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|| Thursday, June 29, 2017
|Scholars rediscover a lost American artist; Book celebrates 90th anniversary of her first masterpiece|
NEW YORK, NY.- Ninety years after the completion of her first commission at the National Academy of Sciences in Washington, D.C., a lost artists work is being recognized with a lavishly illustrated new book. Hildreth Meière (1892-1961) was a well-known American muralist surprisingly few have heard of today, though 100 of her masterpieces are hiding in plain sight in several American cities. On May 1, 2014, Andrea Monfried Editions will release the first monograph on her work, The Art Deco Murals of Hildreth Meière by Catherine Coleman Brawer and Kathleen Murphy Skolnik, with photographs by the artists granddaughter Hildreth Meière Dunn and a foreword by noted architectural historian Richard Guy Wilson. The volume explores the life and work of the trailblazer behind some of the most spectacular murals of the 20th century. Nearly forgotten now, Meière achieved renown in an era when female artists rarely gained acceptance. In May 2014, her Pillars of Hercules (1960) will be accessible for the first time in decades, newly conserved and installed at Harvard Universitys Center for Hellenic Studies in Washington, D.C. Also in May 2014, New York audiences can learn more about Meières monumental works when Open House New York organizes a Meière Crawl of the artists dazzling sites across Manhattan.
Born and educated in New York City, Hildreth Meière left her mark on the nation including: installations at the 1939 New York Worlds Fair; Radio City Music Halls facade (iconic figures of Dance, Drama and Song); Saint Patricks Cathedral (altarpiece); the banking room at One Wall Street; St. Bartholomews Church (stained glass and shimmering gold narthex domes telling the story of Creation); Temple Emanu-El (arch and ark in the main sanctuary); and the Nebraska State Capitol. Leading architect Bertram G. Goodhue gave her her first major commission, the National Academy of Sciences in Washington, D.C., launching her career.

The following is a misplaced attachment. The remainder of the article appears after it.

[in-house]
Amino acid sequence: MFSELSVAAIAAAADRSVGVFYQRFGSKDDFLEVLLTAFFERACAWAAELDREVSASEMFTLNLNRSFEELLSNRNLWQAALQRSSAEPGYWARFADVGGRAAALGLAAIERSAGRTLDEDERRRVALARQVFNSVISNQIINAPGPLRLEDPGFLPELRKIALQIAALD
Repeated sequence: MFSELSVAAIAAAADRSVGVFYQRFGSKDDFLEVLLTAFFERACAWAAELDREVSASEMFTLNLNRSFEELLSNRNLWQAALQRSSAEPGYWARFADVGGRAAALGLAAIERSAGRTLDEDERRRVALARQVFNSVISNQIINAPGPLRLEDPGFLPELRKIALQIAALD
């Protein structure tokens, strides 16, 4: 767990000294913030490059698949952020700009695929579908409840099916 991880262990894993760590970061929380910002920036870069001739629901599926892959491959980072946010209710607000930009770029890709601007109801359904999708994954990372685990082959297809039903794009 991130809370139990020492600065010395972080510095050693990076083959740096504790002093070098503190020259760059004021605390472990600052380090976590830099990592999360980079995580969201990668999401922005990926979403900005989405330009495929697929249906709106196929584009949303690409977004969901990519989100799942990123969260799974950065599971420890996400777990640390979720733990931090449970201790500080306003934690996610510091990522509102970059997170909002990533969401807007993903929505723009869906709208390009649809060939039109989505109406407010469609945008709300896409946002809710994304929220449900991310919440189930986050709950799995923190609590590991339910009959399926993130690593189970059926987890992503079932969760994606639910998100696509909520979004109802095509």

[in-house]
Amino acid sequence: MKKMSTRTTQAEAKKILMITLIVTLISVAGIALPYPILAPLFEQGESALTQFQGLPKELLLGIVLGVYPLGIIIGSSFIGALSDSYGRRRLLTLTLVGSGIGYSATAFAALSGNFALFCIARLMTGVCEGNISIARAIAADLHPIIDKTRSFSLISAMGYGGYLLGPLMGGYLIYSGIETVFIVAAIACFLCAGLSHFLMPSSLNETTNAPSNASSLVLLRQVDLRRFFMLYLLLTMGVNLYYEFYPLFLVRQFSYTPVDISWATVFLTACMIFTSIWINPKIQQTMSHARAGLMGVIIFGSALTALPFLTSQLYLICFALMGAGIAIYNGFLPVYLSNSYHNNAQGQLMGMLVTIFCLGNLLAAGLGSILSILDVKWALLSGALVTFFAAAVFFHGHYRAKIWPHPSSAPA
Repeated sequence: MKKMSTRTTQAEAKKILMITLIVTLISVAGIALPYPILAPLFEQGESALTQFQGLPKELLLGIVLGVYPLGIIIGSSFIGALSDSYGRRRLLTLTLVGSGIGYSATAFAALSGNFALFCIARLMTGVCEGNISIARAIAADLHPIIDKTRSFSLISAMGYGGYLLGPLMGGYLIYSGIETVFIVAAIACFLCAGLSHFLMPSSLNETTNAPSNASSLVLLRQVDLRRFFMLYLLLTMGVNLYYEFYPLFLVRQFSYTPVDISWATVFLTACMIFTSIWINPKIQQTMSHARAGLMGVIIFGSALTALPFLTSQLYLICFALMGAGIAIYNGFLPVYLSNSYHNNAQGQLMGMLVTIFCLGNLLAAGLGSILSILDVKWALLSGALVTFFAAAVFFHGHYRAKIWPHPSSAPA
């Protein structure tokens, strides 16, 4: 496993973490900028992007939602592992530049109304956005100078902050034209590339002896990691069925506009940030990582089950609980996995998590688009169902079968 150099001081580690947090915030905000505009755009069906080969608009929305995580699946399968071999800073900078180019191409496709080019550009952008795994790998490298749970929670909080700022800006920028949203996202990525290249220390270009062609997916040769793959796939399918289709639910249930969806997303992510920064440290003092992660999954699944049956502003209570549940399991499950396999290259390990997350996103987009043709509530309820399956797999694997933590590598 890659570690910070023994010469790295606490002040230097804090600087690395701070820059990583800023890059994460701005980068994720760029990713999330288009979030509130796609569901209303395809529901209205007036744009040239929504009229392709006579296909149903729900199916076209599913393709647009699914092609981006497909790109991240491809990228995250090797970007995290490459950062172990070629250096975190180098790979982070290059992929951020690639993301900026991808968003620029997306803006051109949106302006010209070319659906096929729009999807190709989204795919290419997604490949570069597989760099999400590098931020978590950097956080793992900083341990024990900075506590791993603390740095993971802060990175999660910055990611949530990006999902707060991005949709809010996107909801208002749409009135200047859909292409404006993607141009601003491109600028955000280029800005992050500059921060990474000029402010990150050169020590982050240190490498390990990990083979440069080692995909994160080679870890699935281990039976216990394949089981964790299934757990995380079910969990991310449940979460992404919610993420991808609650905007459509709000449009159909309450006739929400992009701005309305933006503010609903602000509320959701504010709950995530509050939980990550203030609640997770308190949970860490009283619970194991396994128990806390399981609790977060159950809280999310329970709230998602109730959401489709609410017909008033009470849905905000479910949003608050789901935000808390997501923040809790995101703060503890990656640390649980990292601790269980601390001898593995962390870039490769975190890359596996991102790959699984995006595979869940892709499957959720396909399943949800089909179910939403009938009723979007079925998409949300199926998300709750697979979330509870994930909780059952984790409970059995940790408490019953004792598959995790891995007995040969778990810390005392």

Tens of thousands of tiny glass or marble tesserae often appear in a single work designed by Meière and executed by European-trained craftsmen. An early proponent of Art Deco, she combined exquisite design with innovative materials and techniques during a five-decade career. In 1948 she was the first woman appointed to the New York City Art Commission, and in 1956 she became the first woman to receive the Fine Arts Medal of the American Institute of Architects. Illustrating subjects ranging from astronomy to womens achievements, she drew upon such diverse sources as classical mythology, Byzantine mosaics, and Native American art. Dozens of her works in 16 states, from Nebraska to New York, engage hundreds of thousands of visitors every year. The authors have written The Art Deco Murals of Hildreth Meière to lift her name out of obscurity.
Catherine Coleman Brawer is an art historian and curator. She is the author of Chinese Export Porcelain: The Elvehjem Museum of Art and The Studio Building and coauthor of Making Their Mark: Women Artists Move into the Mainstream, 19701985. She curated the exhibition Walls Speak: The Narrative Art of Hildreth Meière, which was shown in New York and Washington, D.C., and wrote the accompanying catalogue.
Kathleen Murphy Skolnik, an art and architectural historian, is an adjunct faculty member in the Department of History, Art History, and Philosophy at Roosevelt University in Chicago. She collaborated with Robert Bruegmann on The Architecture of Harry Weese and has contributed to the Chicago Architects Oral History Project of the Art Institute of Chicago. She is the editor of the Chicago Art Deco Society Magazine and has written and lectured extensively on Art Decorelated topics.
Since 2007, Hildreth Meière Dunn has photographed more than 40 sites and more than 150 artworks created by her grandmother, Hildreth Meière. Her photographs have appeared in newspapers and magazines, including in the New York Times, Washington Post, Stamford Magazine, Chicago Art Deco Society Magazine, and the Blue Guide New York, and in television news and documentary programs on Meières work.
Richard Guy Wilson holds the Commonwealth Professors Chair in Architectural History at the University of Virginia in Charlottesville. He is the author or coauthor of sixteen books on American and modern architecture.
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